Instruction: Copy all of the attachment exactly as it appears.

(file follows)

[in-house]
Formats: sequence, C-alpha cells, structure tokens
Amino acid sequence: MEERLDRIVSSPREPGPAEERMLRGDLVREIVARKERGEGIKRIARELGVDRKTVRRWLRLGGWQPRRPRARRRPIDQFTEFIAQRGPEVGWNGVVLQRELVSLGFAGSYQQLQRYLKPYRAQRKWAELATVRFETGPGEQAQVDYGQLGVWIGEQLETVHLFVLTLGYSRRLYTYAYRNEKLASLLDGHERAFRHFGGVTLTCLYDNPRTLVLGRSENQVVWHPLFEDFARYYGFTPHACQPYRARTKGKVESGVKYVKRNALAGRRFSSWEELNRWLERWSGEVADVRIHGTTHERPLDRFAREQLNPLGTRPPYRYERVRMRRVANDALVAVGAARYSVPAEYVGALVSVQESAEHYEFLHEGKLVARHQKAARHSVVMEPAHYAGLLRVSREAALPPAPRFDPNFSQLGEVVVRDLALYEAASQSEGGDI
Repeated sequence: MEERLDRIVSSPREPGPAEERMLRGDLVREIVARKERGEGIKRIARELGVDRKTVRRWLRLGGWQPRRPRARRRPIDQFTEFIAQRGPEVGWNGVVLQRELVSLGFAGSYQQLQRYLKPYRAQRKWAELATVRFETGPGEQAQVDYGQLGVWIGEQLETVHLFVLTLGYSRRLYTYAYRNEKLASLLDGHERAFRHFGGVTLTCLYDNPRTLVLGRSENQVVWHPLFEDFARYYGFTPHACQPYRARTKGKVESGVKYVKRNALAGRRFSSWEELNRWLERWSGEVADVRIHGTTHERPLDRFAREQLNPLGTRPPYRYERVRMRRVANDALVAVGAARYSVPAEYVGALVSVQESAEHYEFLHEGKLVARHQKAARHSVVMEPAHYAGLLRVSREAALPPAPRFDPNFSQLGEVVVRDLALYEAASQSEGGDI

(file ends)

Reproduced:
[in-house]
Formats: sequence, C-alpha cells, structure tokens
Amino acid sequence: MEERLDRIVSSPREPGPAEERMLRGDLVREIVARKERGEGIKRIARELGVDRKTVRRWLRLGGWQPRRPRARRRPIDQFTEFIAQRGPEVGWNGVVLQRELVSLGFAGSYQQLQRYLKPYRAQRKWAELATVRFETGPGEQAQVDYGQLGVWIGEQLETVHLFVLTLGYSRRLYTYAYRNEKLASLLDGHERAFRHFGGVTLTCLYDNPRTLVLGRSENQVVWHPLFEDFARYYGFTPHACQPYRARTKGKVESGVKYVKRNALAGRRFSSWEELNRWLERWSGEVADVRIHGTTHERPLDRFAREQLNPLGTRPPYRYERVRMRRVANDALVAVGAARYSVPAEYVGALVSVQESAEHYEFLHEGKLVARHQKAARHSVVMEPAHYAGLLRVSREAALPPAPRFDPNFSQLGEVVVRDLALYEAASQSEGGDI
Repeated sequence: MEERLDRIVSSPREPGPAEERMLRGDLVREIVARKERGEGIKRIARELGVDRKTVRRWLRLGGWQPRRPRARRRPIDQFTEFIAQRGPEVGWNGVVLQRELVSLGFAGSYQQLQRYLKPYRAQRKWAELATVRFETGPGEQAQVDYGQLGVWIGEQLETVHLFVLTLGYSRRLYTYAYRNEKLASLLDGHERAFRHFGGVTLTCLYDNPRTLVLGRSENQVVWHPLFEDFARYYGFTPHACQPYRARTKGKVESGVKYVKRNALAGRRFSSWEELNRWLERWSGEVADVRIHGTTHERPLDRFAREQLNPLGTRPPYRYERVRMRRVANDALVAVGAARYSVPAEYVGALVSVQESAEHYEFLHEGKLVARHQKAARHSVVMEPAHYAGLLRVSREAALPPAPRFDPNFSQLGEVVVRDLALYEAASQSEGGDI